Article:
Dr. James Knight had a right to fire his dental assistant, Melissa Nelson, the Iowa Supreme Court ruled, after his wife felt threatened by Nelson because Knight had told his wife he was attracted to his assistant.
Nelson, 33, had worked for Knight for a decade.
“Dr. Knight said I couldn’t work in the office because he was becoming attracted to me and not able to focus on his family and his family life,” Nelson told ABC News’ Paula Faris in an interview for “20/20.”
Knight, 53, offered Nelson a month’s severance pay. She accepted it, but also filed a gender discrimination suit against Knight in August 2012.
The judge dismissed the case before trial. In December 2012, Nelson appealed to the Iowa Supreme Court. The seven justices – all men – ruled that although the one month’s severance was “ungenerous,” terminating an employee “simply because the boss views the employee as an irresistible attraction” was OK, especially because Knight’s wife felt their marriage was threatened.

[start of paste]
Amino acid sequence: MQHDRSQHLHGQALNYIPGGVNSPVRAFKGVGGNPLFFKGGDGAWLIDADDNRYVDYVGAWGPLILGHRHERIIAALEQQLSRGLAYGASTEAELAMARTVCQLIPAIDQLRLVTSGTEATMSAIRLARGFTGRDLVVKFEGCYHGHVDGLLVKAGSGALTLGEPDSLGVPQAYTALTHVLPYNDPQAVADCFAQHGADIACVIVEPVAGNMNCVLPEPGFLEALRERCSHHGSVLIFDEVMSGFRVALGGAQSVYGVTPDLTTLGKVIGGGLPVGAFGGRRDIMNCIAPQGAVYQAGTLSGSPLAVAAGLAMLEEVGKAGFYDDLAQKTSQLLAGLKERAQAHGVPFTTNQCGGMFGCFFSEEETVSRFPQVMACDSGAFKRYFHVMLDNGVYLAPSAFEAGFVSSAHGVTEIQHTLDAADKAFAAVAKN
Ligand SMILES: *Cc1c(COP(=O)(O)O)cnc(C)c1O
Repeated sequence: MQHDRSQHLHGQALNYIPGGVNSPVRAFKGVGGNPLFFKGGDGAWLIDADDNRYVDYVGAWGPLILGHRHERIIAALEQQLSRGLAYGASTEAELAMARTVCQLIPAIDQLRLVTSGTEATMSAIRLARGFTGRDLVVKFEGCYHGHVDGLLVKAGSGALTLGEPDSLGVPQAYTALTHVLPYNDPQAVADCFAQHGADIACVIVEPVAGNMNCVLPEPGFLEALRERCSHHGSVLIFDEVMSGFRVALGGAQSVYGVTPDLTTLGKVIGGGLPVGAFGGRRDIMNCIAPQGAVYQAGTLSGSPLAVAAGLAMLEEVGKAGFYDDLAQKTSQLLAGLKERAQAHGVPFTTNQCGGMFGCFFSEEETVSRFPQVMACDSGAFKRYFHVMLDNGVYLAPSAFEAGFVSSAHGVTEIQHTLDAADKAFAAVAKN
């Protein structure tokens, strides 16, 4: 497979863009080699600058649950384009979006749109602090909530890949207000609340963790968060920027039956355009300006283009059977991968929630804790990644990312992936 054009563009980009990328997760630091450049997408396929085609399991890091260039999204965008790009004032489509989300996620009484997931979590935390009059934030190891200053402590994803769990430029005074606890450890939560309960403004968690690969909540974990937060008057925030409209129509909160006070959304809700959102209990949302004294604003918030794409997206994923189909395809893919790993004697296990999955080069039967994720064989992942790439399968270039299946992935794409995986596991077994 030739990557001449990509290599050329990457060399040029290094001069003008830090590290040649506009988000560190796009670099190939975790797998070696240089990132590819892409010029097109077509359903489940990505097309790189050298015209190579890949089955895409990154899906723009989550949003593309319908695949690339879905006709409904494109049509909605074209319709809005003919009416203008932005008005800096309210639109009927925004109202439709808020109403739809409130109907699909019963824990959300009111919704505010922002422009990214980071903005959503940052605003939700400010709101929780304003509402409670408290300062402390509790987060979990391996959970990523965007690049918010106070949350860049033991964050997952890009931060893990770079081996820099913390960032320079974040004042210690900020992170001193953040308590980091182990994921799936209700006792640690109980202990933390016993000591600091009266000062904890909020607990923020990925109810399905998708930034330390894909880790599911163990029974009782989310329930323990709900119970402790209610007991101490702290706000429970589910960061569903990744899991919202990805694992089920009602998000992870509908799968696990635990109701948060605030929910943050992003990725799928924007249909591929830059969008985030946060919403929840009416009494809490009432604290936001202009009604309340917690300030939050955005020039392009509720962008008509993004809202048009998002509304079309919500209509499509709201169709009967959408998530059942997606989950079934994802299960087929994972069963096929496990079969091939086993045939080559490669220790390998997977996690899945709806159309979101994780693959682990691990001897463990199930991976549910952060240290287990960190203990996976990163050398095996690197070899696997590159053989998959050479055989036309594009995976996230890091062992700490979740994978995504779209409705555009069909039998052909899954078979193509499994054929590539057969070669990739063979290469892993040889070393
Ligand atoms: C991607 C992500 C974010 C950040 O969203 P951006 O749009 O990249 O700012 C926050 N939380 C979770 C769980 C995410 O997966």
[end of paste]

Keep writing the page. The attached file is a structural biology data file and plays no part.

Nelson filed yet another appeal, and the court, in a rare occurrence, agreed to reconsider its ruling.
On July 12, it came back with the same ruling and clarified that you can be fired “simply because the boss’s spouse views the relationship between the boss and the employee as a threat to her marriage.”
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